Good Fruit Grower

August 2014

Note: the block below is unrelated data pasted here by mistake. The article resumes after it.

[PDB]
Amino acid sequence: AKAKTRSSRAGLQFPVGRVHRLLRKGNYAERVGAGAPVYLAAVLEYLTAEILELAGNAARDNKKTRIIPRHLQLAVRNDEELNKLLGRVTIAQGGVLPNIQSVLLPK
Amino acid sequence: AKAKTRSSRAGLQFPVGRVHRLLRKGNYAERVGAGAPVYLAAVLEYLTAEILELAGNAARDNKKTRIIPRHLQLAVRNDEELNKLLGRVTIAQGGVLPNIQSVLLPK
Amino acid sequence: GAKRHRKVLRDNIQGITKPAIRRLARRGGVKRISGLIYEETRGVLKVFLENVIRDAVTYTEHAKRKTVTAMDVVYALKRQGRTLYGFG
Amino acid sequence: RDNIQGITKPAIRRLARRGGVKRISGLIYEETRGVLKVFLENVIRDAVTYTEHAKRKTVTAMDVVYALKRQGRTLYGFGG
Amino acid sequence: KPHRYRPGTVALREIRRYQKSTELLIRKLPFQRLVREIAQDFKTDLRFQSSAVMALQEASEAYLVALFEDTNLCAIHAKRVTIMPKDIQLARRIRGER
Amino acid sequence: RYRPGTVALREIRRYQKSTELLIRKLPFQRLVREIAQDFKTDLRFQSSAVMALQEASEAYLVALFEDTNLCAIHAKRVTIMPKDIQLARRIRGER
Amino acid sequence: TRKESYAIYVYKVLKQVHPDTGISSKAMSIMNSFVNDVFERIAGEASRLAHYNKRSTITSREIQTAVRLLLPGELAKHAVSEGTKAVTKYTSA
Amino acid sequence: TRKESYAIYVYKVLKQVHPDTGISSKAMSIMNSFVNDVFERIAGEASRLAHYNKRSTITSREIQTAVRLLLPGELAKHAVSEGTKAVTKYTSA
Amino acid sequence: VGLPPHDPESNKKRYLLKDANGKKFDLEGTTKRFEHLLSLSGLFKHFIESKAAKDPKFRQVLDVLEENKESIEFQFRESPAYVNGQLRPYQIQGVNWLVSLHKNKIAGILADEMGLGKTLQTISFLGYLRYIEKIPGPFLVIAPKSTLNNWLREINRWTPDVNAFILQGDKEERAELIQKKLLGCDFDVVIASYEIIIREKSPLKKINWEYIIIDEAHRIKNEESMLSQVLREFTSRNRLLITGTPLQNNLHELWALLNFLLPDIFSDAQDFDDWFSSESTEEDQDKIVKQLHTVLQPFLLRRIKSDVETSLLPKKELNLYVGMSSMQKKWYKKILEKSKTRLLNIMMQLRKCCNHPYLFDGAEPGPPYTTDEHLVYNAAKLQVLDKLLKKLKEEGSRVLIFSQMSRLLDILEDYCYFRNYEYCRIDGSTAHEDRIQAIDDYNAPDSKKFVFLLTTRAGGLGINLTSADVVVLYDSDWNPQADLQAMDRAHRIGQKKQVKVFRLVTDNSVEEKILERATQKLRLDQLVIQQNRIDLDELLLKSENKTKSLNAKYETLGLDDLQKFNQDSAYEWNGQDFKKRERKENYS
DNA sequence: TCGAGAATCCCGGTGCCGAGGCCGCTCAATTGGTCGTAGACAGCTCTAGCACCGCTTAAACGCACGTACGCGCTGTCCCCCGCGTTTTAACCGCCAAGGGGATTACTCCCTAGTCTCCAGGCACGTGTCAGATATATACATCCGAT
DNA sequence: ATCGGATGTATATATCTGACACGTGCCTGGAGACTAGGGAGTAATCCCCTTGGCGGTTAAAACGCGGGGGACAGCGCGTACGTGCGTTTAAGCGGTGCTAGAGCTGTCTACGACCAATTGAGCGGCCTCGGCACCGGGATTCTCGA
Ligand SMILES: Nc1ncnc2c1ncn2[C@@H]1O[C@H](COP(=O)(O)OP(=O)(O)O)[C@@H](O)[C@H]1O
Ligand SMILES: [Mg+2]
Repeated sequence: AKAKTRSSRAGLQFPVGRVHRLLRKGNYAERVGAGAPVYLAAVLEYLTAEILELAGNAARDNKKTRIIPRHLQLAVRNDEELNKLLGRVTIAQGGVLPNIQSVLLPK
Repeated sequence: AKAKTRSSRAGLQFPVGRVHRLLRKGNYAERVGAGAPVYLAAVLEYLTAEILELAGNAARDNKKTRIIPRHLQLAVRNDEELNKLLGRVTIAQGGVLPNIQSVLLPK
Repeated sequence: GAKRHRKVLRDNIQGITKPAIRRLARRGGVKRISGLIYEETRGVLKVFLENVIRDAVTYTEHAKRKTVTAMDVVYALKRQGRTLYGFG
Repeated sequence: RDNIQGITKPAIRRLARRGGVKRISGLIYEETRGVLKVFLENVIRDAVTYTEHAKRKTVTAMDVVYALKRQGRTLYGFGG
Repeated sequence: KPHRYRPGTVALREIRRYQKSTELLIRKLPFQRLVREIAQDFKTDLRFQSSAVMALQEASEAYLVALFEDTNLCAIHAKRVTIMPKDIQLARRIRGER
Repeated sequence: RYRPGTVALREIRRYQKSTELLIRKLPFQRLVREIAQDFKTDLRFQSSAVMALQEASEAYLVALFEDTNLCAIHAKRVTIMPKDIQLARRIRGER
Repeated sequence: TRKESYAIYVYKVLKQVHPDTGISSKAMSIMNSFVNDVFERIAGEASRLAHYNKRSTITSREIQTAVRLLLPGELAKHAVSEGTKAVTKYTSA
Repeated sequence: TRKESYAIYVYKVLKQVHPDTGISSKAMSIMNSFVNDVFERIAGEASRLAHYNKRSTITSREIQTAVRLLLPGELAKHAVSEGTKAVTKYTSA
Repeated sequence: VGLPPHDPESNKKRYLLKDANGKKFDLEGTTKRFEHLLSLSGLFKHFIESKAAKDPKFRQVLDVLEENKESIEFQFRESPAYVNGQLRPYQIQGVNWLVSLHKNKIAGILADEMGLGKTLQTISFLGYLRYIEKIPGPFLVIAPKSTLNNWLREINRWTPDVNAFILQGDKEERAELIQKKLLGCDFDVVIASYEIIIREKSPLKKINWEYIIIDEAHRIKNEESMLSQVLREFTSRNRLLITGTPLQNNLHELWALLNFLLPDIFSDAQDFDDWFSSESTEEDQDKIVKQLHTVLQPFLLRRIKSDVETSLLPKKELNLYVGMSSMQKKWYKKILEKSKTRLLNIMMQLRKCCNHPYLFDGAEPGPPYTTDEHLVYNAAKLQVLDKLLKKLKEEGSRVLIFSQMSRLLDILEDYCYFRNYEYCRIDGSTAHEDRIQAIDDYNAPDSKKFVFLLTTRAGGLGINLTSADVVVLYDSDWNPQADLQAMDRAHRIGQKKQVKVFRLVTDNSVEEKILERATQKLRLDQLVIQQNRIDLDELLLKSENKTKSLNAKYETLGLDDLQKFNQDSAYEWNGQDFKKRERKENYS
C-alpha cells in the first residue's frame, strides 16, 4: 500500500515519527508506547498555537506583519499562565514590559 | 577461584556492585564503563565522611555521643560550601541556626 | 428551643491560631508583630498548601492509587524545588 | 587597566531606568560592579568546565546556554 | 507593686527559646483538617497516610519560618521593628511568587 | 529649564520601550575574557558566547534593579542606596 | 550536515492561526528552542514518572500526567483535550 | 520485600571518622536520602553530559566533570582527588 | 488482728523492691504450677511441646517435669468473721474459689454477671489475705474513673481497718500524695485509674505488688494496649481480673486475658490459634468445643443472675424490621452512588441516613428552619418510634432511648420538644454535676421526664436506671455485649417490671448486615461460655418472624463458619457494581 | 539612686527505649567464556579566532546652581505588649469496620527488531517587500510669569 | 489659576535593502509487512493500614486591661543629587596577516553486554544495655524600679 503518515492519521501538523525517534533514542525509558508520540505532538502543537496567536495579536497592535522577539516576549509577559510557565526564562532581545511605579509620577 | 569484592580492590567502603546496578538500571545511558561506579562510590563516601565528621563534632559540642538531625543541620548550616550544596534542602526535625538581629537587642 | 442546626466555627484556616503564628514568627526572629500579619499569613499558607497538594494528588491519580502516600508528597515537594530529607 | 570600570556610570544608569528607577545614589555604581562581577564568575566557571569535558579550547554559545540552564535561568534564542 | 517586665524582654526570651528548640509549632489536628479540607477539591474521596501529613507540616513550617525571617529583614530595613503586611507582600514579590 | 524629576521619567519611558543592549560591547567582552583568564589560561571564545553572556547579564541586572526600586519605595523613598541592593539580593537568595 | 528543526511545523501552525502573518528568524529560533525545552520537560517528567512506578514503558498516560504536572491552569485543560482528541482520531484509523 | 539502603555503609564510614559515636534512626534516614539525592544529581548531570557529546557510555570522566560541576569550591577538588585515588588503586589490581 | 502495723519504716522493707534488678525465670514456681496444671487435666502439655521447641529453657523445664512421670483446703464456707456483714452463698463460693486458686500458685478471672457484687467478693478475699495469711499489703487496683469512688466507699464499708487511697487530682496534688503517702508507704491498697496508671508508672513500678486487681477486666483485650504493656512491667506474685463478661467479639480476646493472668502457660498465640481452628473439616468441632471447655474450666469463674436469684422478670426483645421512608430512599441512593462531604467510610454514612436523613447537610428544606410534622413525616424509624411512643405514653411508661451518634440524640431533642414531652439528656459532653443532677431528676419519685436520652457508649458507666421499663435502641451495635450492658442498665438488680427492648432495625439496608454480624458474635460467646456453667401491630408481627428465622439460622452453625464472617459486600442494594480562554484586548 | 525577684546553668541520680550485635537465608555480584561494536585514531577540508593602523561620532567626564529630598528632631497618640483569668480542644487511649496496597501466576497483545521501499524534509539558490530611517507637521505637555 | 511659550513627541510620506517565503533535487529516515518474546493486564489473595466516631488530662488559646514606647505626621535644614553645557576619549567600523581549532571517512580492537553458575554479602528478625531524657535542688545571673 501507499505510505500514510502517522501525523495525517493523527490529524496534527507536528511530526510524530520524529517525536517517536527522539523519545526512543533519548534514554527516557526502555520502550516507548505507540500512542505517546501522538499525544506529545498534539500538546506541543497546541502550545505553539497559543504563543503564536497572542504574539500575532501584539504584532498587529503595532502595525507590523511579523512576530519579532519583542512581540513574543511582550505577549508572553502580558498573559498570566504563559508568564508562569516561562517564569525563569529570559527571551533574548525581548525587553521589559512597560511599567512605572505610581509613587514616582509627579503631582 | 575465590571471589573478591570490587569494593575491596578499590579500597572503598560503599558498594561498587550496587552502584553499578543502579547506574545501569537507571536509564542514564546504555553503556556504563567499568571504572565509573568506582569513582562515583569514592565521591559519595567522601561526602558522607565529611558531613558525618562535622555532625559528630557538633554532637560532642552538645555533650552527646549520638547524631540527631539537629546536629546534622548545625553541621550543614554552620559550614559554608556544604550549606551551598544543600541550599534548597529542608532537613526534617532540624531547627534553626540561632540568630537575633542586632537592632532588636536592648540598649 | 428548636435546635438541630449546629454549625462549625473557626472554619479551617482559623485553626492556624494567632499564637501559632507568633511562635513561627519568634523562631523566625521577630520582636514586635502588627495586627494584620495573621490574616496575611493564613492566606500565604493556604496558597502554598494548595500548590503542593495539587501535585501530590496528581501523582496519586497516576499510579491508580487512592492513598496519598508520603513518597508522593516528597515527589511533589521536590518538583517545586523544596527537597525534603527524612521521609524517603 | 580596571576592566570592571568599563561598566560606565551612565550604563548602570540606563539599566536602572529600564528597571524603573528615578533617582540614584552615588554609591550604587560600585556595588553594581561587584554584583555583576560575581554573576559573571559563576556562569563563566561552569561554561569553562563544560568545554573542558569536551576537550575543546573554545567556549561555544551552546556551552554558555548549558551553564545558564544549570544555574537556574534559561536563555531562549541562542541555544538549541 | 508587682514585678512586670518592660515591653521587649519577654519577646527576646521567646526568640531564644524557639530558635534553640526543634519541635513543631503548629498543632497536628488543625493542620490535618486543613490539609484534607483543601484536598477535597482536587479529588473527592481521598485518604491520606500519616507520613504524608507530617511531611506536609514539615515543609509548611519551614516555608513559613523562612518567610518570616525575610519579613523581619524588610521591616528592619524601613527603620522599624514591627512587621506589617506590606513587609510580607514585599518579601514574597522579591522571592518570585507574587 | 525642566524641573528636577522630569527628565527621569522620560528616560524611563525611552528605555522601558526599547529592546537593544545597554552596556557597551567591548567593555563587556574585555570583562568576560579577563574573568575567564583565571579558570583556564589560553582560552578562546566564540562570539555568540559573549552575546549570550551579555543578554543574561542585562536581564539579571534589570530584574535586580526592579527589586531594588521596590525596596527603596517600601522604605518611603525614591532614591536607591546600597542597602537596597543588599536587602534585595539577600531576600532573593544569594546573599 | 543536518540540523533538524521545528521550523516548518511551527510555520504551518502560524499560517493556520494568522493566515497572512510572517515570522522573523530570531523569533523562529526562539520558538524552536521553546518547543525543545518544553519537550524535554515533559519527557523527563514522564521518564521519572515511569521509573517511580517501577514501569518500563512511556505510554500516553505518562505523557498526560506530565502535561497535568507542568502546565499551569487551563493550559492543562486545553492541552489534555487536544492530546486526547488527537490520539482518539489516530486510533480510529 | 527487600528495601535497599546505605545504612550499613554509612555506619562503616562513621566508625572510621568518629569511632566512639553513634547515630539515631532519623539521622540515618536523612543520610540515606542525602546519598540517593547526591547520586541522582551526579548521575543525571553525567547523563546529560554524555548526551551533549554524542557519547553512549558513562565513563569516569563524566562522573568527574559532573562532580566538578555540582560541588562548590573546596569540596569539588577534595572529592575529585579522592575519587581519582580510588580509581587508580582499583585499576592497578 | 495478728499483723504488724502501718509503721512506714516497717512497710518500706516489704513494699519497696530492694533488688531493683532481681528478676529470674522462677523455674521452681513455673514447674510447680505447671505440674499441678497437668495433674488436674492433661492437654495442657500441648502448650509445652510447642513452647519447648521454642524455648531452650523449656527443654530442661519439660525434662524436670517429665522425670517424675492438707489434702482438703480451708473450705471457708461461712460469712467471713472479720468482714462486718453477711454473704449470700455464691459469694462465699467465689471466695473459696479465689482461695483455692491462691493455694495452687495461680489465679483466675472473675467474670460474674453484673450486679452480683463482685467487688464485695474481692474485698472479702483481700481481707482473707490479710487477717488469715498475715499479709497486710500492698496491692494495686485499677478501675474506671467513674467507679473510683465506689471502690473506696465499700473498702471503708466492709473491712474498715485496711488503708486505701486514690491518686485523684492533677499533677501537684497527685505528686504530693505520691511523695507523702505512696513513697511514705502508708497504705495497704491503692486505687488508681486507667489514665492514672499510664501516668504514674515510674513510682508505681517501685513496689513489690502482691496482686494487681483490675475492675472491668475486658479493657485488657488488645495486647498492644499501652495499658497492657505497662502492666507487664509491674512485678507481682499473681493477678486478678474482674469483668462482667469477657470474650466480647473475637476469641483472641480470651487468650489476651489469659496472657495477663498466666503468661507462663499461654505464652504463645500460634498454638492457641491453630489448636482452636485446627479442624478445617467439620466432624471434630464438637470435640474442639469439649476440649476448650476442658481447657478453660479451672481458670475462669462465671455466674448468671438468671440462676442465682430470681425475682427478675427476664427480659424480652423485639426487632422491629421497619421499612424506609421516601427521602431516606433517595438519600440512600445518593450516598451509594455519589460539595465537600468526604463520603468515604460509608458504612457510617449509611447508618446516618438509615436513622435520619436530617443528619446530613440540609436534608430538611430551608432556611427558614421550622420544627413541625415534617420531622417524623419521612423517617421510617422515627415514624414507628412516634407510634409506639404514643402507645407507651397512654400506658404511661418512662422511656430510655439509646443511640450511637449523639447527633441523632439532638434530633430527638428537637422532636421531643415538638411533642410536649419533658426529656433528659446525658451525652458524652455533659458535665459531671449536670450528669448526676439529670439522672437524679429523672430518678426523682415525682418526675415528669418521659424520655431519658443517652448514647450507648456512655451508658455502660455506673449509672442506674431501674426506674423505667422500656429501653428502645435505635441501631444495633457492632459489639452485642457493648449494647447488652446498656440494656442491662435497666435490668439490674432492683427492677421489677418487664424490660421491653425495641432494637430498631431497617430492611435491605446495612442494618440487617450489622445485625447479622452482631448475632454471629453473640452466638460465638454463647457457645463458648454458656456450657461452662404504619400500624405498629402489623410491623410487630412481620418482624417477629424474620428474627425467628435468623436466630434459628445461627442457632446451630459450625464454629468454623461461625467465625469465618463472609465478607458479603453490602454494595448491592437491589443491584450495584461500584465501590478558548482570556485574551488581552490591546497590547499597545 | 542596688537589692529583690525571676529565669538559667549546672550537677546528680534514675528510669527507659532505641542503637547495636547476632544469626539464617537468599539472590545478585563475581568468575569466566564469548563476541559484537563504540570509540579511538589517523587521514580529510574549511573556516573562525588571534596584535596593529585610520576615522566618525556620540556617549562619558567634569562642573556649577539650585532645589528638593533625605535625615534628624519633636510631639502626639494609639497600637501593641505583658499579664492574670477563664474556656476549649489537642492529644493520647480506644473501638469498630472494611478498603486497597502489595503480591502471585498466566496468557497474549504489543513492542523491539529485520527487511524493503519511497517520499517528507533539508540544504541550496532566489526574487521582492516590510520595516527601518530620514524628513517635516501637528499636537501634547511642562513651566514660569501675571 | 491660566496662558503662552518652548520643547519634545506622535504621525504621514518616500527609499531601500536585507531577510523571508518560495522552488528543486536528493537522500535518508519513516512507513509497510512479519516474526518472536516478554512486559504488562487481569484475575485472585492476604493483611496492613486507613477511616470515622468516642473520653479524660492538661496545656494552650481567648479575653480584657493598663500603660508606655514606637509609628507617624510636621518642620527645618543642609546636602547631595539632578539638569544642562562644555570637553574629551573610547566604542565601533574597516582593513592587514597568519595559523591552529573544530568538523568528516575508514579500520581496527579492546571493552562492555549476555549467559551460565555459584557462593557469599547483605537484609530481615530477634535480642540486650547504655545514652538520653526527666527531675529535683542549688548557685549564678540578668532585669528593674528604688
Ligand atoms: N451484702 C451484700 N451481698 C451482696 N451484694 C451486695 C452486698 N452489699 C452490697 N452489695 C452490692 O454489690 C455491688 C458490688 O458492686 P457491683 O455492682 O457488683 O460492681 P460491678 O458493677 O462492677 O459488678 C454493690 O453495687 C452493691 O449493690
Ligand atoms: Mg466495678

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Page 14 of 63 Good Fruit Grower AUGUST 2014 15 4.0 mg per 100 g might want to wait to pack that fruit until symptoms of bitter pit appear so it can be sorted out before marketing (see "Recommended calcium in Jonagold"). The most telling indicator of all-round fruit quality is the ratio of calcium to nitrogen, Wolk said. In Hon- eycrisp, neither nitrogen nor calcium alone correlates well with fruit quality, but there's a strong relationship between the nitrogen-calcium ratio and the percentage of bitter pit, for example. Potassium Potassium has a positive effect on fruit color, which is why hundreds of millions of dollars of potassium fertilizer have been sold to growers over the years, Wolk said. He has seen this positive effect on color regularly in Spartan and Jonagold, but not so much in other varieties. Phosphorus It is often held that you cannot have too much phosphorus in fruit, Wolk said. While it is desirable in fruit because it can help enhance firmness, it can also increase bitter pit in sensitive varieties if the level is high, particularly if it is out of balance with the calcium level. Boron Because British Columbia soils are low in boron, fruit levels were expected to be low. But most fruitlet samples had high levels, indicating that growers were applying too much boron. High boron levels can lead to early maturity (including stem bowl splits), fruit drop, and poor storability. "Growers are unaware of how easy it is to get boron into the tree and also unaware how sensitive the fruit can be to high boron," Wolk said. Nonmineral factors The density of the fruitlets, which is easy to measure, is related to firmness, bitter pit, stem-bowl splitting, and visual appearance. "We haven't used the density a lot," Wolk said. "But I'll tell you something: high-density fruit is really good fruit." Small fruit tends to be more dense, he said. "But if you have two size 88 apples and one is more dense than the other—I'm assuming it has smaller cells and more cells— that fruit is just going to be all around higher quality than the lower density fruit." Fruit weight (size) is related to firmness, internal breakdown, and bitter pit. Big fruit usually has lower cal- cium. A powerful predictor of fruit quality is the weight of the fruit divided by the milligrams of calcium per 100 grams of fruit weight. As well as helping individual growers, fruitlet analysis can give the industry a heads-up about the overall stor- age potential of the crop and indicate if it's going to be a high-calcium year or a low-calcium year. In addition, it can can red-flag grower lots that have specific problems, Wolk said. • <4.0 4.0-4.9 5.0-5.9 6.0-6.9 >6.9 Calcium level in mg per 100g fruit weight 16 14 12 10 8 6 4 2 0 % bitter pit in fruit after 60 days of cold storage and 7 days at room temperature Recommended calcium in Jonagold Research in British Columbia has shown that when the fruit calcium level six weeks before harvest is below 4.9 milligrams per 100 grams of fruit weight, the likelihood of bitter pit developing after harvest greatly increases. To allow a margin of safety, B.C. growers are advised to aim for a calcium level of 6.0 mg. SOURCE Dr. Bill Wolk, B.C. Tree Fruits Cooperative

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